We all love a good set of headphones. They let us connect with our favorite music and disconnect with all of the aggravation of the outside world. And with the rise of artist-backed, premium cans, it might seem like everybody and their auntie will try to make a decent set, with emphasis on the trying part. While that’s great, us common folk might not ever get a chance to try them since they can be rather overpriced. Thankfully, there are companies that produce solid headphones at prices that don’t include paying-for-rapper’s-lifestyles markups. We’re taking a look at one such headset today, the Aerial7 DIY Tank.
We’ve all seen the those incredibly cheesy, late night commercials where people have a computer that’s “running slow”. By “running slow” the commentator really means that they have a computer that’s turned around backwards and and not plugged in and obviously the screen image is nothing more than terrible looking post-production. Somehow, all of these late night spots came across the late and once great G4 (we’re not going to comment anymore on that station) By some nonsensical hocus-pocus, they act like there’s a magic site you can go to that will turn a 5 year old computer into a brand new state of the art machine. As much as we think that isn’t true and can’t possibly happen, what if it could? Iolo thinks that it can and have a program that they claim can do it called System Mechanic.
The Kingston brand has been an authoritative presence in the realm of SSDs, and continues to pwn the competition with its business class “SSD Now 200V series”. This particular series comes in several capacities ranging from 64GB, 128GB (which was used for our review), and 256 GB. Depending on whether you purchased the PC or Notebook upgrade kit, the contents of your package will vary. The PC upgrade kit that we received, totes a SATA cable, chassis mounting brackets, 2 glorious DVDs that truly make your life easier (1 being the installation DVD, the other is hard drive cloning software… wining) and last but not least, 2.5 inches of pure unadulterated fun.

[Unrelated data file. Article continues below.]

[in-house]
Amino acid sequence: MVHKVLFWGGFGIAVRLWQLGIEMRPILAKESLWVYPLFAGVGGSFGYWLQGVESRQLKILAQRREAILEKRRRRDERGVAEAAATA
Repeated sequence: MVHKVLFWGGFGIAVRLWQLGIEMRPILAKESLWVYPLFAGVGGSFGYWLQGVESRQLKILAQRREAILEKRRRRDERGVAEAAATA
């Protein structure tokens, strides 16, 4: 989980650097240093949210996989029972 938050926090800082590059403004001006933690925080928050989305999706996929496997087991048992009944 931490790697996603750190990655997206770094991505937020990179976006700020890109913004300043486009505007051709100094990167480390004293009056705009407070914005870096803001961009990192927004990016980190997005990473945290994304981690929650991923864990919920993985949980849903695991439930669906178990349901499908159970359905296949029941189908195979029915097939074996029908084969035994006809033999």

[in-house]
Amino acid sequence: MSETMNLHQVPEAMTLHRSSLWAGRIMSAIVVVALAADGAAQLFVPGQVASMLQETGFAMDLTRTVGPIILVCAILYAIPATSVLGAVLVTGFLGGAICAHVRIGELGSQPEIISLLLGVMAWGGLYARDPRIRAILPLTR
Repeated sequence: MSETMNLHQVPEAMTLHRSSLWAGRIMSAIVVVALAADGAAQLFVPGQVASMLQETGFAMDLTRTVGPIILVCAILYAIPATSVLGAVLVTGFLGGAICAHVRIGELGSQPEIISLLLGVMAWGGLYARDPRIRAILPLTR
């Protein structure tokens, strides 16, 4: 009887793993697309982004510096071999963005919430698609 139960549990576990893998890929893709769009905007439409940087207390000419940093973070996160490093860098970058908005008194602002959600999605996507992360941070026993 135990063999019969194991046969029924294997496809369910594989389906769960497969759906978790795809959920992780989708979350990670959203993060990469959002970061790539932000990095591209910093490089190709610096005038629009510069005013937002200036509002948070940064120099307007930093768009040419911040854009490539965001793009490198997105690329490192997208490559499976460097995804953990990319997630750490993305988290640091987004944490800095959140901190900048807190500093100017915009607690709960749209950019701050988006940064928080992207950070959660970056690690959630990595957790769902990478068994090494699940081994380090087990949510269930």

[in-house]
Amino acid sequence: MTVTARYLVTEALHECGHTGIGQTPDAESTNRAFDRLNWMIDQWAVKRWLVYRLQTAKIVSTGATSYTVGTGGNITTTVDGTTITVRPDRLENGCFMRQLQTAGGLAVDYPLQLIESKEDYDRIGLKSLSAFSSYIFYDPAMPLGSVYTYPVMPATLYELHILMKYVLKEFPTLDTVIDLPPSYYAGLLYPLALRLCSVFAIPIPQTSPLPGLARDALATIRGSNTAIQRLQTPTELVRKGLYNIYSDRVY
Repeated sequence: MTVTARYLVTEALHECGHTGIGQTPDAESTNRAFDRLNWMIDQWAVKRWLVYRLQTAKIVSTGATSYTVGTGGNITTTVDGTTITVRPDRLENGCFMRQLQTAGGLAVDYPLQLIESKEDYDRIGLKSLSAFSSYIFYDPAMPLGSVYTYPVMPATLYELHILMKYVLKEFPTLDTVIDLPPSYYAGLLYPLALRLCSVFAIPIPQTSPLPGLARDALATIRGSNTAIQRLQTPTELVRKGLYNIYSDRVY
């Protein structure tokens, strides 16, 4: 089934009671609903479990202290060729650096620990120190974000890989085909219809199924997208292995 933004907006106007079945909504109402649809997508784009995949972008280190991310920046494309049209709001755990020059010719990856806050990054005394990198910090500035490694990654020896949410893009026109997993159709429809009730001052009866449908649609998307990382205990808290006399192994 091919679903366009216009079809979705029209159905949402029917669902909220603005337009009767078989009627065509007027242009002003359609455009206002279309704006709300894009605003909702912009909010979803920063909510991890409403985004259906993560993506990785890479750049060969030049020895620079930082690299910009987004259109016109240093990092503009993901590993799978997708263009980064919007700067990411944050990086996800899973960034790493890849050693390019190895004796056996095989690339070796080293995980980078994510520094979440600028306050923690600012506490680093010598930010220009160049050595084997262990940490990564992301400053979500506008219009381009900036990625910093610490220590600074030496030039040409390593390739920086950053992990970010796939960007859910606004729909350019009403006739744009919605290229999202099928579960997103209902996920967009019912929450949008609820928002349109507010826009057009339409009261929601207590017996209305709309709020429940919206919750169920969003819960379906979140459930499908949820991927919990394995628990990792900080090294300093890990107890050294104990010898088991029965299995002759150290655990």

CES this was huge and Day 2 and 3 were crazy packed with gadgets of all sorts. We finally had enough time to get to the show floor and to start poking around at all of the tech. Unfortunately, there’s no real good vantage point to get a good shot of exactly how big this show is. If you’ve ever been to other large scale conventions like NYCC (New York Comic Con) or Otakon in Baltimore, you’ll have a slight idea of how big this show really was. We can say for sure that CES is much bigger than those shows combined.
Enough of this idle chat though. We know you came here to see all of the goodies that we got to see and play with. And FYI, stayed tuned because we might have a little contest to give away some swag. We’re just saying.
I woke up this morning, the day after the events of the Sony press conference in NYC to announce some specs of the PS4 and another press conference. I wasn’t in attendance as I had other pressing matters, but after reading what seemed like the opinion of every game journalist on the internet I was left feeling dissappointed and relieved at the same time. I, like everyone else, wanted to see a prototype console at the least, but was given a spec sheet and shown what the yet-to-be unveiled system could possibly do. On the flip side, I got some actual work done around the office and home.
Upon waking up this morning, I had a revelation. Not just about the PS4, but about the entire video game console industry. It’s an idea that could change the landscape of video games as we know it, or it could be just noise coming out the side of my of my neck.